Love them or hate them, video games have become an important part of popular culture and look like they are here to stay. The video game industry is the largest in the entertainment sector, generating more revenue than all the other industries combined – including film and music!
During lockdown the overall UK gaming population has increased by 63%. Why? Two thirds of all gamers agreed that gaming was a great way to escape the current pandemic. For a lot of children and adolescents during lockdown, gaming was the only meaningful social contact they had with friends for months. A study by Oxford University suggests that experiences of competence and social connection with others through play may contribute to player’s well-being.
Gaming is good for mental health and wellbeing? Well, it is not that hard to believe. Video games are fun and interesting, fun and interesting things make us happy. To most parents though, gaming looks like a fun waste of time. This belief is further reinforced by the persistent negative stigma gaming receives in the press.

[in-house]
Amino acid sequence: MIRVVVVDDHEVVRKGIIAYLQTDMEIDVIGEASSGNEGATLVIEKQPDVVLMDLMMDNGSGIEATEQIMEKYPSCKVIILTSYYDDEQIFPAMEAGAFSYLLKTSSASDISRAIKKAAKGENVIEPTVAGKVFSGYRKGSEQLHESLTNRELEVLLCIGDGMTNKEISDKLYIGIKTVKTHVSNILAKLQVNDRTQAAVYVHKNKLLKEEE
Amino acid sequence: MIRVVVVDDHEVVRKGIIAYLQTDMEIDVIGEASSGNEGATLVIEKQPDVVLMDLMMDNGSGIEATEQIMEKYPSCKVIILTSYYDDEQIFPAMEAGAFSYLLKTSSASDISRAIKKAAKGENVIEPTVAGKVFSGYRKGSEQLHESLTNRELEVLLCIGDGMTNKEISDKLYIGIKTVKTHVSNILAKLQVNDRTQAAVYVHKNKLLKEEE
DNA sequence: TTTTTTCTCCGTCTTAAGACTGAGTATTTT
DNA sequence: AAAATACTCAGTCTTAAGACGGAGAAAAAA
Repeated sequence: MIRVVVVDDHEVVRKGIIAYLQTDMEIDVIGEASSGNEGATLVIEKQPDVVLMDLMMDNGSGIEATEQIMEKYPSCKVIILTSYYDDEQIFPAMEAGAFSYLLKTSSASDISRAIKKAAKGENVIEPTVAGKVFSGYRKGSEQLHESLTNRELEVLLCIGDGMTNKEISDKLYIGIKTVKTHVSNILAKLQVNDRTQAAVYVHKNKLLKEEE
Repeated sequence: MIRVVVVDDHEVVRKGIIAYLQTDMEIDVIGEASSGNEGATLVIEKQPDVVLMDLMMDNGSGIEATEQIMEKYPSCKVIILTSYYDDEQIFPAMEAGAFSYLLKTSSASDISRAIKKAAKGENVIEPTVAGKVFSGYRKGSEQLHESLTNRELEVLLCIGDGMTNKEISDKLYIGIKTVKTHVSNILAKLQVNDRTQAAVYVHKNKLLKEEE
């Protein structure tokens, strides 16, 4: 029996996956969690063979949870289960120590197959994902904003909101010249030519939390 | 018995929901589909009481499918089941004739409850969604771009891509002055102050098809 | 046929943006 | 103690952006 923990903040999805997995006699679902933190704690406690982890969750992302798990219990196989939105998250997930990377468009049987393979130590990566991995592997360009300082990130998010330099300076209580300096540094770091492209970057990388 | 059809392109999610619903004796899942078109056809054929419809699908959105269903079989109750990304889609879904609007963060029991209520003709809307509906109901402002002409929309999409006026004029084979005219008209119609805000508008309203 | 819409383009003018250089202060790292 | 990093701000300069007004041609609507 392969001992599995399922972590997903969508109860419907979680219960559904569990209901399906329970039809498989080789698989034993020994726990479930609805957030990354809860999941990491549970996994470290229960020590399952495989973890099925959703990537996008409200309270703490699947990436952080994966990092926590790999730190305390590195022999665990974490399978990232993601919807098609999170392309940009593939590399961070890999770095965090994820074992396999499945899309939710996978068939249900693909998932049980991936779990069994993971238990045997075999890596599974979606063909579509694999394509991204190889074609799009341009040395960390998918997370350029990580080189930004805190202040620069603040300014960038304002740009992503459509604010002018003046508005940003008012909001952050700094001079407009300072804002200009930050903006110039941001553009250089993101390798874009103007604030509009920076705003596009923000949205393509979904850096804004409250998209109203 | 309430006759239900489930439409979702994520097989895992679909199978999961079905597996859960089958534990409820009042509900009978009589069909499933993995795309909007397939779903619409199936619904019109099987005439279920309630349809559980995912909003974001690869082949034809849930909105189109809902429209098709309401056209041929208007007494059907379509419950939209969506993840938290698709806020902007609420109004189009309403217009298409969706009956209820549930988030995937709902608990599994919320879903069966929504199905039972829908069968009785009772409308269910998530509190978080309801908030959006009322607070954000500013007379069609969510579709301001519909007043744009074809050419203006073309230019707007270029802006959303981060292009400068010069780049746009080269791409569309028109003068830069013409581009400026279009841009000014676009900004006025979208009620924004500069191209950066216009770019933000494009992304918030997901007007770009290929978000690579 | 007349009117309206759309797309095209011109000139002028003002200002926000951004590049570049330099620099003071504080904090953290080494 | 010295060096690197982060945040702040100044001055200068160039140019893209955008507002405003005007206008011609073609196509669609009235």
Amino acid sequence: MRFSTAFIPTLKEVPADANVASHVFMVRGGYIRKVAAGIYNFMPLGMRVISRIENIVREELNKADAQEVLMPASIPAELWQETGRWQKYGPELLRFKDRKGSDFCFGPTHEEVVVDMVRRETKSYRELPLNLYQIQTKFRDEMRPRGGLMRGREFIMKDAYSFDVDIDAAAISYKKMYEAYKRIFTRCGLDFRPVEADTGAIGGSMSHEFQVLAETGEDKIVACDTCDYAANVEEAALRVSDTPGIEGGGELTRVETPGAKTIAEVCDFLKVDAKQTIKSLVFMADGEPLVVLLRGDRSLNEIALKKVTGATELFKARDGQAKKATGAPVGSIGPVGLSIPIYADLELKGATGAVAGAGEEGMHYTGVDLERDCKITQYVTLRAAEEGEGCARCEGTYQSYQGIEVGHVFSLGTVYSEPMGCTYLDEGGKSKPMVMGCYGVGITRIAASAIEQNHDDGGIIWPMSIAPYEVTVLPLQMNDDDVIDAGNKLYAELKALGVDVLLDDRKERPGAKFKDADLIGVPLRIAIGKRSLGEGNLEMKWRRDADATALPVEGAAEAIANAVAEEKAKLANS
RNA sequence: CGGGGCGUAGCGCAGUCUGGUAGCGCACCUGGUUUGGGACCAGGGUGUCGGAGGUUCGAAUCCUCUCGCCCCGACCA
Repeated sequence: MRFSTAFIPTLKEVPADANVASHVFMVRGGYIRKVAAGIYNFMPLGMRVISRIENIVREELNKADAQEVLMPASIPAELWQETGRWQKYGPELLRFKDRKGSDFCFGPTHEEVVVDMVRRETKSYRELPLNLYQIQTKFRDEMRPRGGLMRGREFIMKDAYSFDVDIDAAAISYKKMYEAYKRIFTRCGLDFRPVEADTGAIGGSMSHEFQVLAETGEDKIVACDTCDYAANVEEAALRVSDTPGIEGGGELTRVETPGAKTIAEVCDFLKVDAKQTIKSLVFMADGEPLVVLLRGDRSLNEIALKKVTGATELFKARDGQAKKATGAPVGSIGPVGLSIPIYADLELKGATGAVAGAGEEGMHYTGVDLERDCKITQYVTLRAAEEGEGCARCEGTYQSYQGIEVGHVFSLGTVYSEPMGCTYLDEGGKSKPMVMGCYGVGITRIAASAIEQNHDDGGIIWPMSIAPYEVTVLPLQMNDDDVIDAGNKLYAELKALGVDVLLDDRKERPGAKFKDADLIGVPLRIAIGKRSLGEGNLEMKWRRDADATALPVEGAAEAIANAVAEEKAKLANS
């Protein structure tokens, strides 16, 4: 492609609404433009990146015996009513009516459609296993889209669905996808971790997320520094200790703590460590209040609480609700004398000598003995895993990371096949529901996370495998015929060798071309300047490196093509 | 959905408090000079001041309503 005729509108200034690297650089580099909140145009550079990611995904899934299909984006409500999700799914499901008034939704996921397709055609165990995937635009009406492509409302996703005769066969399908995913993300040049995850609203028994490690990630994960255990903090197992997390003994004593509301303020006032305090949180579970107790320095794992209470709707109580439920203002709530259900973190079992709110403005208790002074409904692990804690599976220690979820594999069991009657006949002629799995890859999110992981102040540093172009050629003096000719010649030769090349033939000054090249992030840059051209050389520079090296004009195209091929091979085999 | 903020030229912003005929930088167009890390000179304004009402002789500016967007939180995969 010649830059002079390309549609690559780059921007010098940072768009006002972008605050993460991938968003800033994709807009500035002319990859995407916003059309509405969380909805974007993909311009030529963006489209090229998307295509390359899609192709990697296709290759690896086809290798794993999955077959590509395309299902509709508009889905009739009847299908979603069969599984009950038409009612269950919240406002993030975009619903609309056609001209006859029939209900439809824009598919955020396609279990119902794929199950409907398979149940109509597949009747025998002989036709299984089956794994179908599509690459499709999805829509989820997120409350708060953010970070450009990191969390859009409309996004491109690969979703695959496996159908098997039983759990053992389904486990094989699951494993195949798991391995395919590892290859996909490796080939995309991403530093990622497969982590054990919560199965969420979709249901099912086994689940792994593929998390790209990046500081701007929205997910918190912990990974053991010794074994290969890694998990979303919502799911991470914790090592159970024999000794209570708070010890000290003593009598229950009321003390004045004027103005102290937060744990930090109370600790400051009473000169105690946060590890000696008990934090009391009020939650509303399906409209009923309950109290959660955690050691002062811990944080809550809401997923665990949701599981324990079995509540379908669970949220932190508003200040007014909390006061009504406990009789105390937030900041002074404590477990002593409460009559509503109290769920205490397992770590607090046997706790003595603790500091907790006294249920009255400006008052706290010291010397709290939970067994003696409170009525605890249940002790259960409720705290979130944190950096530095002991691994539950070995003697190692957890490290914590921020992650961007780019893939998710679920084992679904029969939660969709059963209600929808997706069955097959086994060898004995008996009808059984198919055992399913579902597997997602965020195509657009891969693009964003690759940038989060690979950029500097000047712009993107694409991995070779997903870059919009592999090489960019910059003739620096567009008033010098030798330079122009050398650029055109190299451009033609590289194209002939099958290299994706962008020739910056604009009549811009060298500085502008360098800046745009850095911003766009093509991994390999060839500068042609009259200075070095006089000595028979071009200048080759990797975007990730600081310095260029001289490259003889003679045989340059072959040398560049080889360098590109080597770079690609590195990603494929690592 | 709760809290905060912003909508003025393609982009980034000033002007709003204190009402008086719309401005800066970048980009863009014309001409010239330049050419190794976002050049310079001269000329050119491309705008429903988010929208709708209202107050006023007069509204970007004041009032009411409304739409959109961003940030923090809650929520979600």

Play has been proven to be one of the main ways children develop and learn. Playing computer games can benefit children in the following ways :
- Helps them to develop a sense of self. How a child sees themselves and the characteristics that define them. The development of their self-image, self-confidence and self-esteem.
- Academically- Skills in gaming that can cross over to the classroom include planning, organising, maths, coding, design, reading, imaginative play and creativity.
- Acquiring valuable life skills in logic, goal setting, problem solving and multitasking. Learning how to make and take ownership of their choices. Empathy.
- Cognitive development- an improvement in visual-spatial skills, coordination, attention, brain speed, memory and concentration.
- Social interactions and connections. The interactive aspect of some games can be beneficial for children who struggle with face-to-face social interactions. Gaming can provide a great space for children to practice their social skills and improve social connections, with over 70% of gamers playing with friends.
To any children or adolescents reading this – don’t get too excited! We are yet to fully understand the impact of video games (both positive and negative) on gamers. A small percentage of people develop unhealthy relationships with gaming, just as some do with exercise or food for example. If gaming interferes with daily routines and healthy activities, especially sleep, then it’s time to take a break from it. If you are concerned and need advice we recommend visiting https://www.itv.com/thismorning/articles/gaming-addiction-helplines